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As Construction Industry Rebounds, Talent Is Critical

November 18, 2014 3 Min Read Construction
Michael R. Viens, CPA
Michael R. Viens, CPA Retired, Former Director, Tax Strategies

As construction industry rebounds talent is critical

At long last, things are looking up for the U.S. construction industry. Signs continue to be positive for a recovery from the long recession, a difficult time that had both direct and indirect effects on the financial health of contractors. The direct implications can be seen in lower levels of working capital and other traditional measures of financial health of any business enterprise.

Indirect consequences can be just as critical in assessing a contractor’s opportunities for financial success going forward. One such area involves the retention and development of key management talent within a construction business. To ensure your company’s health in this critical area, here are several items to consider:

1. Conduct a talent inventory assessment.

How does your company shape up? Were decisions made during the recession that resulted in the loss of key talent? Are individuals who once filled these roles no longer available to bring back? If so, this could negatively impact your success going forward.

2. Determine the impact of a restricted available talent pool.

Workforce reductions generally occur during every recession. However, the 2008 economic downturn hit the U.S. construction industry with greater intensity and over a longer period of time. The dearth of available industry jobs led many would-be workers to seek employment in non-construction industry segments. That has created a gap that still needs to be filled. Additionally, Baby Boomers have increasingly left the labor market, further weakening the available talent pool.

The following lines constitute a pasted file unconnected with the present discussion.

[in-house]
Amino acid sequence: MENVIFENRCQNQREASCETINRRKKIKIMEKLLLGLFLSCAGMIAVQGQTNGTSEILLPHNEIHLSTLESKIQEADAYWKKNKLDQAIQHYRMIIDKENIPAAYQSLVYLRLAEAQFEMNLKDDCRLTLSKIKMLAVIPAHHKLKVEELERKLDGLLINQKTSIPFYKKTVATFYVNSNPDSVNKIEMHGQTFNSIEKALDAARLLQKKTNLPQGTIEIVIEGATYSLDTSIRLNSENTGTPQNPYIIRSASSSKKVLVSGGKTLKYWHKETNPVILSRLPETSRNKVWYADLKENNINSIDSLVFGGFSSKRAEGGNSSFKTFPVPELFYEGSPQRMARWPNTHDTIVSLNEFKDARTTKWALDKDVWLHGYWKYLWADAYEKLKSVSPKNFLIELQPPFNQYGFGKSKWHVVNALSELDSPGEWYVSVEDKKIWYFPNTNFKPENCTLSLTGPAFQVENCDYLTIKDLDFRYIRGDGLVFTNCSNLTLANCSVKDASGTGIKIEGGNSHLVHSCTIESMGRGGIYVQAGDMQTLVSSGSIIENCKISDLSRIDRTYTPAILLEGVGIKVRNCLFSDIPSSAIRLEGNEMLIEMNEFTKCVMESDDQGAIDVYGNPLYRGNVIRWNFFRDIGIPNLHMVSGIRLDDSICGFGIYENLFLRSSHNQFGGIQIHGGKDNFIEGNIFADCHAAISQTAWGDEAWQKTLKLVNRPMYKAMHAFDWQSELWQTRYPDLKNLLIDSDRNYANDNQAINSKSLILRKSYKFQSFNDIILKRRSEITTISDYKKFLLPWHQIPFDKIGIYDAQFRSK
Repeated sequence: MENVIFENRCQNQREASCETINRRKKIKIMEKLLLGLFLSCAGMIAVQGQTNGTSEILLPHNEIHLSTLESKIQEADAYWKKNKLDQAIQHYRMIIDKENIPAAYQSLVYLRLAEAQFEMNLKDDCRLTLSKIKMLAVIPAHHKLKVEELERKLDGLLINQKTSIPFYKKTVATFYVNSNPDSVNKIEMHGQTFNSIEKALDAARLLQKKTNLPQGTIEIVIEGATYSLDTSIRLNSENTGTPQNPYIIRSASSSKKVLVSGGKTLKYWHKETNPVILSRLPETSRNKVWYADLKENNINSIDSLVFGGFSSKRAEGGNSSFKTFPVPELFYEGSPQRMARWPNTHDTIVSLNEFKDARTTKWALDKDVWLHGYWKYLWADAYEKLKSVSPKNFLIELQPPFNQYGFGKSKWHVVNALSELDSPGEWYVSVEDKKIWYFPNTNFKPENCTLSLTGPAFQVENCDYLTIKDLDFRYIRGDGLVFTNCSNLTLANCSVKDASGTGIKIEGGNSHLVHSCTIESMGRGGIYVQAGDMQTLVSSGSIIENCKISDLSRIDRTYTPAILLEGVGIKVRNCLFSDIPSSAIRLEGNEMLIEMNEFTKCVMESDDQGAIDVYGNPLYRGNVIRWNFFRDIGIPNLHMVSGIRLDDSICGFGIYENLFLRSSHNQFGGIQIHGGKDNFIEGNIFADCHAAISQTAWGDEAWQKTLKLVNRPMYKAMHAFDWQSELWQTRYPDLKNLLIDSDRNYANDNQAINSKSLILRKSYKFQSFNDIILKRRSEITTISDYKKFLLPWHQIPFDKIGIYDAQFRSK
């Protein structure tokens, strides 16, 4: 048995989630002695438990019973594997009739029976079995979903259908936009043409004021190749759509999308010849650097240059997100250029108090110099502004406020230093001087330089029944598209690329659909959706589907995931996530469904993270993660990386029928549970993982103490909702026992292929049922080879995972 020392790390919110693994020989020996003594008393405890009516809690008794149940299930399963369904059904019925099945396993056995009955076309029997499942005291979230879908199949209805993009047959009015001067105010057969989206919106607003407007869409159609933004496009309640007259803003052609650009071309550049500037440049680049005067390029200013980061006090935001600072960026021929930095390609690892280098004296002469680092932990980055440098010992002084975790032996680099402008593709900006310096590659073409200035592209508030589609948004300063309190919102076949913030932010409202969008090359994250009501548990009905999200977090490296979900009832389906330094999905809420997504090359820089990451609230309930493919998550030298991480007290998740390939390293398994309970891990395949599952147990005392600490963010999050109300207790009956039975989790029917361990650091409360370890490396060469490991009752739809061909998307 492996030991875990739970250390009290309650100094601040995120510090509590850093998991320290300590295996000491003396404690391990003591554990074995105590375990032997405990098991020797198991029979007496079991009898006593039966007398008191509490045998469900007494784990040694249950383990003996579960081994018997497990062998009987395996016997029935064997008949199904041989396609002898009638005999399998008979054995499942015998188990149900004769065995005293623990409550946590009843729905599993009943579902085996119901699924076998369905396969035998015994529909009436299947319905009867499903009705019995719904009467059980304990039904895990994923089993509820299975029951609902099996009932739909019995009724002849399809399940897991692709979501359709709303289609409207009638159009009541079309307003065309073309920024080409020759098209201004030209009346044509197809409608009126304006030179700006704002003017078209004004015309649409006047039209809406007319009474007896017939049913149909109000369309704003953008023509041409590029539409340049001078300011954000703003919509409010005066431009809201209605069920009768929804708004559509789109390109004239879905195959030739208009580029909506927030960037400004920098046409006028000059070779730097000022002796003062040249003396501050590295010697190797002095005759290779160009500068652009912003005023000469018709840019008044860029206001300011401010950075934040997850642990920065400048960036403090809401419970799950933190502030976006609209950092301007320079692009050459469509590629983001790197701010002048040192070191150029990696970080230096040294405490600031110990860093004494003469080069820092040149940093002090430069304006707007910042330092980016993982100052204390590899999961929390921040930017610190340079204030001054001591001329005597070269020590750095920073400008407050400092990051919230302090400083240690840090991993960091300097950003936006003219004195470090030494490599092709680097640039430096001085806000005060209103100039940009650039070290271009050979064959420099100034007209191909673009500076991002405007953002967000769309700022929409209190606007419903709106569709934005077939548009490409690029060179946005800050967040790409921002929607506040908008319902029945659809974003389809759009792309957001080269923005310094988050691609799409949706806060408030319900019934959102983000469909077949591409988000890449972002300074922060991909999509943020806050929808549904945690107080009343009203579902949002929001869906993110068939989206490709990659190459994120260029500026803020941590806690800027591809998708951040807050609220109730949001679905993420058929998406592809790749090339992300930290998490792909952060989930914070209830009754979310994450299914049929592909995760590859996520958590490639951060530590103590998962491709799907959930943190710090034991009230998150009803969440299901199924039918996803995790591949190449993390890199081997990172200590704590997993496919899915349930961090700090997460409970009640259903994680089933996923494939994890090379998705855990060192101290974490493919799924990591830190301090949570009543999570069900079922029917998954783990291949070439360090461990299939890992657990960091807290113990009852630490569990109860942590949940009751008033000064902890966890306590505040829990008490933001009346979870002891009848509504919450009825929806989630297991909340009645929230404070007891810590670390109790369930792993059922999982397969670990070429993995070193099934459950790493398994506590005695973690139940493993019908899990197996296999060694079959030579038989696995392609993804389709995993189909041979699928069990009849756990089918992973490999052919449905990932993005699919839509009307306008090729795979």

3. Start identifying your key personnel needs early.

Don’t wait until you have an immediate need. Take time now to assess what personnel moves need to be made to build for the future. Then begin to identify appropriate opportunities to develop your talent internally, as well as how you will recruit new talent. Training will be key for both groups.

4. Recognize generational shifts.

In many cases, training initiatives that have historically worked well for Baby Boomers do not jive with the workplace attitudes and values of Millennials and Generation X. Address these issues by seeking younger candidates for key roles, and packaging your workplace environment in a way that will attract and retain the best talent from various age groups.

5. Do not underestimate the importance of succession planning.

Construction company ownership remained relatively constant over the course of the recession as opportunities to transition management to the next generation - whether to family members or to a team of nonfamily executives - were constrained. As the construction industry continues to emerge from the recession, we have seen an increased desire to address business succession. Getting the right management team in place is a critical component of this process. It instills confidence in your customers, credit sources, and vendors that your management team will lead the company to success going forward.

6. Emphasize flexibility and adaptability.

The business climate facing construction companies three years from now will present many challenges that did not previously exist. Successful construction companies will identify those changes quickly and adapt their businesses sooner and better than their competition. Using the past as a guidepost in setting your future course is no longer sufficient. You will need to constantly examine your current processes and develop your leadership talent with new skills.

Michael R. Viens can be reached at Email or 215.441.4600.

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Michael R. Viens, CPA

Michael R. Viens, CPA

Retired, Former Director, Tax Strategies

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